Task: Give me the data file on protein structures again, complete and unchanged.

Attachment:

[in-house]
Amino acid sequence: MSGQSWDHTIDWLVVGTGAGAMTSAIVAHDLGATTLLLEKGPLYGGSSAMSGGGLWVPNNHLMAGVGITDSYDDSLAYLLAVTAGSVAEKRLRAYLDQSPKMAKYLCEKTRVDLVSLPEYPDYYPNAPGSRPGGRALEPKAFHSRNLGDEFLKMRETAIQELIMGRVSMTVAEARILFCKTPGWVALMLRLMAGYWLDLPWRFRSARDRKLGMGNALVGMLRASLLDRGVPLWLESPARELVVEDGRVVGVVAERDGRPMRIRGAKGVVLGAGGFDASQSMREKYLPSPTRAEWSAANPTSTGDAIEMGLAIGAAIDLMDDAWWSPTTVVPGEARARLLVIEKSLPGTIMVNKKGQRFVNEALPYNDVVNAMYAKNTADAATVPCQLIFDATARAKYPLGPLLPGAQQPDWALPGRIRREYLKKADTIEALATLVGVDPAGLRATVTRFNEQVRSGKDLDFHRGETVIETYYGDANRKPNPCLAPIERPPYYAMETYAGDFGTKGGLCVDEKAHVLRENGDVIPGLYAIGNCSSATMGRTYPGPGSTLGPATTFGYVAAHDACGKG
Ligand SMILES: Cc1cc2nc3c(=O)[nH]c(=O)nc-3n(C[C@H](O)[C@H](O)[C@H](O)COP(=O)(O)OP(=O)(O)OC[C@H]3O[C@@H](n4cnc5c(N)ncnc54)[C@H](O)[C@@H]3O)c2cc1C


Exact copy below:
[in-house]
Amino acid sequence: MSGQSWDHTIDWLVVGTGAGAMTSAIVAHDLGATTLLLEKGPLYGGSSAMSGGGLWVPNNHLMAGVGITDSYDDSLAYLLAVTAGSVAEKRLRAYLDQSPKMAKYLCEKTRVDLVSLPEYPDYYPNAPGSRPGGRALEPKAFHSRNLGDEFLKMRETAIQELIMGRVSMTVAEARILFCKTPGWVALMLRLMAGYWLDLPWRFRSARDRKLGMGNALVGMLRASLLDRGVPLWLESPARELVVEDGRVVGVVAERDGRPMRIRGAKGVVLGAGGFDASQSMREKYLPSPTRAEWSAANPTSTGDAIEMGLAIGAAIDLMDDAWWSPTTVVPGEARARLLVIEKSLPGTIMVNKKGQRFVNEALPYNDVVNAMYAKNTADAATVPCQLIFDATARAKYPLGPLLPGAQQPDWALPGRIRREYLKKADTIEALATLVGVDPAGLRATVTRFNEQVRSGKDLDFHRGETVIETYYGDANRKPNPCLAPIERPPYYAMETYAGDFGTKGGLCVDEKAHVLRENGDVIPGLYAIGNCSSATMGRTYPGPGSTLGPATTFGYVAAHDACGKG
Ligand SMILES: Cc1cc2nc3c(=O)[nH]c(=O)nc-3n(C[C@H](O)[C@H](O)[C@H](O)COP(=O)(O)OP(=O)(O)OC[C@H]3O[C@@H](n4cnc5c(N)ncnc54)[C@H](O)[C@@H]3O)c2cc1C